From A Topographical Dictionary of Ireland, 1837
IRELAND'S EYE, a small island, in the parish of HOWTH, barony of COOLOCK, county of DUBLIN, and province of LEINSTER, 1 mile (N.) from the hill of Howth. This island, of which, according to Mr. Monck Mason, the proper name is "Hir-land-sie," was selected for the site of an abbey founded in 570 by St. Nessan, over which he presided till his death, and in which was preserved the book of the four Gospels, called the "Garland of Howth." The establishment was subsequently transferred to the mainland, but there are still some remains of the prebendal church and the conventual buildings on the south-west side of the island. It is situated opposite to the mouth of the harbour of Howth, and is about one mile in circumference; the surface is very irregular, rising in some parts into perpendicular masses of rugged rock, presenting a singular and picturesque appearance, and in others wrought into the form of arches by the action of the waves. The more level portions afford good pasturage for sheep and cattle; goshawks build among the rocks. On the north, east, and west sides the island down to the water's edge consists of quartz rock, and the eastern angle is a confused mass of clay-slate and quartz rock, the former of which predominates. Near the western extremity is a martello tower.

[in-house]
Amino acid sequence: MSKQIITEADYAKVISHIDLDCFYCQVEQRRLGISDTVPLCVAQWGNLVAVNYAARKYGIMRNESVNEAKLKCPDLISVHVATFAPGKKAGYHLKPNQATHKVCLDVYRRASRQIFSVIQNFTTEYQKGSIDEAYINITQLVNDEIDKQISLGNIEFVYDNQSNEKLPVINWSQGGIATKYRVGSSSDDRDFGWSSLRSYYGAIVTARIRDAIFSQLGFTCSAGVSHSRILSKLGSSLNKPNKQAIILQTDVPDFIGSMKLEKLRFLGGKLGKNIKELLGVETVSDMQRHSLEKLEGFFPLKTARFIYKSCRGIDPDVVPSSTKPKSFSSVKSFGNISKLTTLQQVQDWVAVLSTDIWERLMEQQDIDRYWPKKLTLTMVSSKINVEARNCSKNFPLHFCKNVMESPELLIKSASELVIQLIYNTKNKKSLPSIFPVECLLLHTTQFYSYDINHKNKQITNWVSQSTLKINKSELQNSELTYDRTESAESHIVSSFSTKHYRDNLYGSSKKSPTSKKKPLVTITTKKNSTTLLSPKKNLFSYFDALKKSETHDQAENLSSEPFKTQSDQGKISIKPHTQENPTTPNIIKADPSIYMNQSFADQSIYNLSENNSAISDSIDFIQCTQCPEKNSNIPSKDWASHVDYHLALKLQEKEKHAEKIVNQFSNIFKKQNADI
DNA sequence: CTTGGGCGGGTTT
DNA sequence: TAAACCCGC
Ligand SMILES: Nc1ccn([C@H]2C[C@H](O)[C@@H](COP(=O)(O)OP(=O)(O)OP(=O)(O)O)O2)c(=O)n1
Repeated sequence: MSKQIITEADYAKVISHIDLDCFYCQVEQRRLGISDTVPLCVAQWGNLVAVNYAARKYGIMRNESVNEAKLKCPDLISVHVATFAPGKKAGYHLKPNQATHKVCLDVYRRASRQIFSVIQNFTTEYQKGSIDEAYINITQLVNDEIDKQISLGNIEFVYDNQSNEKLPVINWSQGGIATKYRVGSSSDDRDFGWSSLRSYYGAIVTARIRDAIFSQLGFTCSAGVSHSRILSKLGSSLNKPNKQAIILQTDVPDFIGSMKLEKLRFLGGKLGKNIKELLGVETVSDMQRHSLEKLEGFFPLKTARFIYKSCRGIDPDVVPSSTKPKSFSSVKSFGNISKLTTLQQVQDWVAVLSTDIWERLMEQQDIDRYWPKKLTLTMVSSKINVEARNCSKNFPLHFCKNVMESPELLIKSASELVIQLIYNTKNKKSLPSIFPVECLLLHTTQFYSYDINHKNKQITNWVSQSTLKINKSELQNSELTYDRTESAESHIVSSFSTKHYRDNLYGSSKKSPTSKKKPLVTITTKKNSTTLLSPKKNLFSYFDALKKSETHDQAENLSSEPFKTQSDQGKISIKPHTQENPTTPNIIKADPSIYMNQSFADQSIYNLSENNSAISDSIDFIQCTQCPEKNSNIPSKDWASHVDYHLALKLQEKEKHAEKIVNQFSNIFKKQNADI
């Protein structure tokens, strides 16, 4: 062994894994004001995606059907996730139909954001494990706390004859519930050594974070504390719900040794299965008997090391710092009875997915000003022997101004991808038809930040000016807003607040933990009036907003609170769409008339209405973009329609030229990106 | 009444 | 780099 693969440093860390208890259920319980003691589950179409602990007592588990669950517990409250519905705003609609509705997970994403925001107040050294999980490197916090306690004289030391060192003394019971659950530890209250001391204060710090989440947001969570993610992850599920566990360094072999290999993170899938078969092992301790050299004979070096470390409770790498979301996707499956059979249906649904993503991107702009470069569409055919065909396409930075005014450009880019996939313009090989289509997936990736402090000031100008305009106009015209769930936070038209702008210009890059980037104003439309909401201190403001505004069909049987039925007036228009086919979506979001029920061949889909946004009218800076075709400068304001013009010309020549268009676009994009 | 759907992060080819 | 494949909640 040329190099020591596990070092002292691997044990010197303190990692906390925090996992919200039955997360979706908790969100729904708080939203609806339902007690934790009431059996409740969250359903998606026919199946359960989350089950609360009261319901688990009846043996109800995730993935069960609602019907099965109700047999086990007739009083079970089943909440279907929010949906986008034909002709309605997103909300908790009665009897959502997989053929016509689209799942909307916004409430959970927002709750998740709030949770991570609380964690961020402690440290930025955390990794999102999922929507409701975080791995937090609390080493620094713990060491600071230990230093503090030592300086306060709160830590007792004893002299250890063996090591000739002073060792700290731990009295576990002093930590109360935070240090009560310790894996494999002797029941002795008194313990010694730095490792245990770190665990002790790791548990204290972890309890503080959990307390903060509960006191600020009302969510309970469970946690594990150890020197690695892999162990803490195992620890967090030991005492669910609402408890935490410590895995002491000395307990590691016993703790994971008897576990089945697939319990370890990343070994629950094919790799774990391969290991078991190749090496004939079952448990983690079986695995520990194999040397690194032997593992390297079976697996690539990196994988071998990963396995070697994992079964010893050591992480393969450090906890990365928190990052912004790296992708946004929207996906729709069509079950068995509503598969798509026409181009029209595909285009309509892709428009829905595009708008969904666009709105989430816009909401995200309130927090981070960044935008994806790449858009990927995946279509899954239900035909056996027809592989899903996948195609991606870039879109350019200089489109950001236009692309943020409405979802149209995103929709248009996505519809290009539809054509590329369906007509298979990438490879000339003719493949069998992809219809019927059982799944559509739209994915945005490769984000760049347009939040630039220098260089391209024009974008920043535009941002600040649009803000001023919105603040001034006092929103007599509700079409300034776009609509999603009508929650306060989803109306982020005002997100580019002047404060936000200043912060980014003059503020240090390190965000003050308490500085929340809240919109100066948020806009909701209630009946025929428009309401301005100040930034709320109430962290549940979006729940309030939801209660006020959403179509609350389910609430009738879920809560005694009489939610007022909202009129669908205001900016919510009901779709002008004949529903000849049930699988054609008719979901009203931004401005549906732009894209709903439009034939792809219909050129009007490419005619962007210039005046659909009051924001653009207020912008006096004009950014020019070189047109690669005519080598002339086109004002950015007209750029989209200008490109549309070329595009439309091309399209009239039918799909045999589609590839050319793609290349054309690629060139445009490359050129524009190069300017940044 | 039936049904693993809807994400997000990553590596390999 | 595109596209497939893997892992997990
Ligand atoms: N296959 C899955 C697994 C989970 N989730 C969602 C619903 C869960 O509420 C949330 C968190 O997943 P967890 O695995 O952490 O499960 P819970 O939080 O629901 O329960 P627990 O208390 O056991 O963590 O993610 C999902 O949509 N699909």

From a sad, comfortless childhood Giles Truelove developed into a reclusive and uncommunicative man whose sole passion was books. For so long they were the only meaning to his existence. But when fate eventually intervened to have the outside world intrude upon his life, he began to discover emotions that he never knew he had.
A story for the genuine booklover, penned by an Irish bookseller under the pseudonym of Ralph St. John Featherstonehaugh.
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